12. Wide shot, end of presser

STORYLINE:

The Secretary-General today (9 Mar) released his report on special measures for protection from Sexual Exploitation and Abuse (SEA) for consideration by the General Assembly.

In the report, António Guterres has outlined a new victim-centred approach to prevent and respond to such abuses committed by those serving under the UN flag.

At a press event for the release of the report, his Chef de Cabinet, Maria Luiza Ribeiro Viotti, said the report identified “a number of areas for action” on “what the UN needs to do, and must do to stamp out SEA.”

Ribeiro Viotti said “there is also an emphasis of a partnership with member states because we must recognize that this is not an issue the UN can tackle alone and we need a cooperative approach and a partnership with the member states.”

In that regard, the Chef de Cabinet said the Secretary-General is proposing “a circle of leadership through which member states and the UN together can show our commitment to this goal which is a common goal and our shared goal of stamping SEA in our organization.”

The Chief of Staff at the office of the Special Representative of the Secretary-General on Sexual Violence in Conflict, Nancee Bright, spoke about the new figure of the victim’s rights advocate who, she said, “will engage in fact with civil society, with governments, who really would be the voice of the victims.”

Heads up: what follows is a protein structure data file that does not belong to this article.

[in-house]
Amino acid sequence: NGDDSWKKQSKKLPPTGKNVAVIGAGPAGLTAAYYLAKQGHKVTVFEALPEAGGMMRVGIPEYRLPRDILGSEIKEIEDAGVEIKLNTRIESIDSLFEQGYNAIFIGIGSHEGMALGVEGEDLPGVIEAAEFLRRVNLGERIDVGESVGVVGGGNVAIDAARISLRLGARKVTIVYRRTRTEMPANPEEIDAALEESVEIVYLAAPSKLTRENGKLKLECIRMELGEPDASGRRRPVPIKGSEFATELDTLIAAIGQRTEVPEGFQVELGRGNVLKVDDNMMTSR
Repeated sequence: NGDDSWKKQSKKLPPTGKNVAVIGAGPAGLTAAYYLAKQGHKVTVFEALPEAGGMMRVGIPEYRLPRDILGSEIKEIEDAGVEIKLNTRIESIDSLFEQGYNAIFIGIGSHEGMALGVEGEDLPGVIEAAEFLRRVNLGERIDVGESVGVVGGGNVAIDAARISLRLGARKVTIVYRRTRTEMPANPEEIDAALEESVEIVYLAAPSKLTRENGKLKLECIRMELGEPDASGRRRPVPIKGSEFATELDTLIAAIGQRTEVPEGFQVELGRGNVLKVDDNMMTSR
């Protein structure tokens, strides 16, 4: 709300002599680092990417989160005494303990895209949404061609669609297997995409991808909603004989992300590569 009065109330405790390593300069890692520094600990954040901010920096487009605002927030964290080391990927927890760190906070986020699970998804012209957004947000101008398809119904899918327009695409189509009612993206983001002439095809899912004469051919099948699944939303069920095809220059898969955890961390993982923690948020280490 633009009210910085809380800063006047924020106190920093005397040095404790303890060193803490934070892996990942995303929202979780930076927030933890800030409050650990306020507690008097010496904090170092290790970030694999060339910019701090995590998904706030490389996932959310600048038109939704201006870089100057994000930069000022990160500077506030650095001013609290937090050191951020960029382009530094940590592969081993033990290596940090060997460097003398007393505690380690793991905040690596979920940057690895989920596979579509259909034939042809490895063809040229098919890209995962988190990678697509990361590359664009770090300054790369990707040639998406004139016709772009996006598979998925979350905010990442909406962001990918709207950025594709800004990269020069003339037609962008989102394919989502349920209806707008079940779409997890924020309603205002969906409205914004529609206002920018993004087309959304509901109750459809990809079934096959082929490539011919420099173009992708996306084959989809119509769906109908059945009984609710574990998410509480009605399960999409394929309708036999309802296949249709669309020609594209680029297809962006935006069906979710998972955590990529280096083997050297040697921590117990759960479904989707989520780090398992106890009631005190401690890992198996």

Bright said this was “a new approach” and “this victim’s rights advocate is actually going to be dealing not only with host countries where the crimes actually took place, but also with the countries where the perpetrators are in fact from.”

Christian Saunders, who is the director of the office of the Under-Secretary-General of the Department of Management, said the Secretary-General “has made it very, very clear that he wants people to come forward and to blow the whistle where there is wrong-doing in the UN” and emphasised that the organization “will protect whistle-blowers.”

Speaking on the case of Burundi, the Assistant-Secretary-General for Field Support, Lisa Buttenheim, said “Burundian authorities appointed a national investigative officer who’s worked very, very closely with us.”

She said the Department of Field Support (DFS) “has been continuously in contact with the Ambassador of Burundi, and on the ground OIOS (Office of Internal Oversight Services) sent a delegation that spent about four months out there last summer gathering information, interviewing witnesses and victims as well as gathering as much information as they could.”

During his first week in office, in January 2017, Secretary-General António Guterres established a diverse High-Level Task Force, led by his Special Coordinator Jane Holl Lute, to develop as a matter of urgency a strategy to achieve visible and measurable improvements in the way the Organization prevents and responds to SEA.

The report emphasizes that sexual exploitation and abuse is not exclusive to the peacekeeping forces, but can occur within any Organization just as any other part of the United Nations. It is therefore imperative that the United Nations addresses this problem through a system-wide approach rooted in transparency, accountability and ensuring justice.